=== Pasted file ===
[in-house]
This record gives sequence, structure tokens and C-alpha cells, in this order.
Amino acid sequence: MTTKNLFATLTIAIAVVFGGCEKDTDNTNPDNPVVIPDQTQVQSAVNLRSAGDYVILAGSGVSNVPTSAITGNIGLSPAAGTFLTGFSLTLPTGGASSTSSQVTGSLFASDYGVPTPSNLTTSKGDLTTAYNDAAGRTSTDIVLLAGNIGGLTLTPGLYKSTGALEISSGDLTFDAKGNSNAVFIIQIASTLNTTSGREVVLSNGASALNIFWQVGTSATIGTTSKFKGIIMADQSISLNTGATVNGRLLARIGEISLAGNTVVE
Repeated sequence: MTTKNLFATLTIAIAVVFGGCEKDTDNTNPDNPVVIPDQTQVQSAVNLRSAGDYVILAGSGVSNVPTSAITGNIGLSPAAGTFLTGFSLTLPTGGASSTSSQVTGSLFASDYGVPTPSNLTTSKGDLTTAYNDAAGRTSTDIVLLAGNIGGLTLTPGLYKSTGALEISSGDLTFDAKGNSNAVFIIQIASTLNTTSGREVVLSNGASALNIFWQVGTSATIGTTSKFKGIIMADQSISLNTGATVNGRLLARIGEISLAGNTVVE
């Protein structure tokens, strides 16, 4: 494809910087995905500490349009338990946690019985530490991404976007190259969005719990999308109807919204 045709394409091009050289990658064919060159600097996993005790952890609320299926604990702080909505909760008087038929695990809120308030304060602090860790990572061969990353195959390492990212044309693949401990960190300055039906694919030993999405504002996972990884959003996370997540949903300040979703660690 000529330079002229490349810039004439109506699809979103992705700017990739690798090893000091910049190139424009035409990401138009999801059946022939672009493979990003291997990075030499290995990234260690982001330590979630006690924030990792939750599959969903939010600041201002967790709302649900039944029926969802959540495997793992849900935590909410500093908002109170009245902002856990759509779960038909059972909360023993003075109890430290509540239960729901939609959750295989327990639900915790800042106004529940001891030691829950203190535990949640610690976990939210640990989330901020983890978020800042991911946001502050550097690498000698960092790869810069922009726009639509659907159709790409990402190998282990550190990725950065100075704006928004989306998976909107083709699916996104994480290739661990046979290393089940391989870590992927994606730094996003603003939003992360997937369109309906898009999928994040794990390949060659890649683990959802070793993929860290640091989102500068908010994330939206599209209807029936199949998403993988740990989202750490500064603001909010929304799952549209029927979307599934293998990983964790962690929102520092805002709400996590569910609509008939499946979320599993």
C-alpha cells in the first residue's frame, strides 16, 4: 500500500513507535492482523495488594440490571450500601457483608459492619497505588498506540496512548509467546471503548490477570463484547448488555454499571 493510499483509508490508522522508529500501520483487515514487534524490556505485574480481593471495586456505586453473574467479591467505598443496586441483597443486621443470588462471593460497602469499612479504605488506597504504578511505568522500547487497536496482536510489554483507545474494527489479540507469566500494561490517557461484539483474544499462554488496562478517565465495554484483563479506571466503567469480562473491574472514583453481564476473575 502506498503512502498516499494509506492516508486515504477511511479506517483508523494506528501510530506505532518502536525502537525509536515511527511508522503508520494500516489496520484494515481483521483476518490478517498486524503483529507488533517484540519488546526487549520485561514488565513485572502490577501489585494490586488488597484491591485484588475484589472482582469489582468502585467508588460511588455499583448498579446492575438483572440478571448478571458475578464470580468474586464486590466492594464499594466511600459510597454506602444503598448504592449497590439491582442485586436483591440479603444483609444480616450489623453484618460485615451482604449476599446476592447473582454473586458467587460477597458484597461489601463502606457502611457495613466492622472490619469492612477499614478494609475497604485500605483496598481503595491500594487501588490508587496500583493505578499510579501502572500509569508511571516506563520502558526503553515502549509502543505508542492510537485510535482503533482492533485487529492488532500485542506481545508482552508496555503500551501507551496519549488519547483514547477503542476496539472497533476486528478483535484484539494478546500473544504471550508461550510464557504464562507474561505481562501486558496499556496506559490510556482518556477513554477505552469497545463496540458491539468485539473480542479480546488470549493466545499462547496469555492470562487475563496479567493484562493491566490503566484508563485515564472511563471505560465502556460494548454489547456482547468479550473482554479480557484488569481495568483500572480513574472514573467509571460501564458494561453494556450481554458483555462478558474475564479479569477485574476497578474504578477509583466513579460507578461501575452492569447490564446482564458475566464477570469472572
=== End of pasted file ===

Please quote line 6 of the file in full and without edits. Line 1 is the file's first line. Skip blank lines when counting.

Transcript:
C-alpha cells in the first residue's frame, strides 16, 4: 500500500513507535492482523495488594440490571450500601457483608459492619497505588498506540496512548509467546471503548490477570463484547448488555454499571 493510499483509508490508522522508529500501520483487515514487534524490556505485574480481593471495586456505586453473574467479591467505598443496586441483597443486621443470588462471593460497602469499612479504605488506597504504578511505568522500547487497536496482536510489554483507545474494527489479540507469566500494561490517557461484539483474544499462554488496562478517565465495554484483563479506571466503567469480562473491574472514583453481564476473575 502506498503512502498516499494509506492516508486515504477511511479506517483508523494506528501510530506505532518502536525502537525509536515511527511508522503508520494500516489496520484494515481483521483476518490478517498486524503483529507488533517484540519488546526487549520485561514488565513485572502490577501489585494490586488488597484491591485484588475484589472482582469489582468502585467508588460511588455499583448498579446492575438483572440478571448478571458475578464470580468474586464486590466492594464499594466511600459510597454506602444503598448504592449497590439491582442485586436483591440479603444483609444480616450489623453484618460485615451482604449476599446476592447473582454473586458467587460477597458484597461489601463502606457502611457495613466492622472490619469492612477499614478494609475497604485500605483496598481503595491500594487501588490508587496500583493505578499510579501502572500509569508511571516506563520502558526503553515502549509502543505508542492510537485510535482503533482492533485487529492488532500485542506481545508482552508496555503500551501507551496519549488519547483514547477503542476496539472497533476486528478483535484484539494478546500473544504471550508461550510464557504464562507474561505481562501486558496499556496506559490510556482518556477513554477505552469497545463496540458491539468485539473480542479480546488470549493466545499462547496469555492470562487475563496479567493484562493491566490503566484508563485515564472511563471505560465502556460494548454489547456482547468479550473482554479480557484488569481495568483500572480513574472514573467509571460501564458494561453494556450481554458483555462478558474475564479479569477485574476497578474504578477509583466513579460507578461501575452492569447490564446482564458475566464477570469472572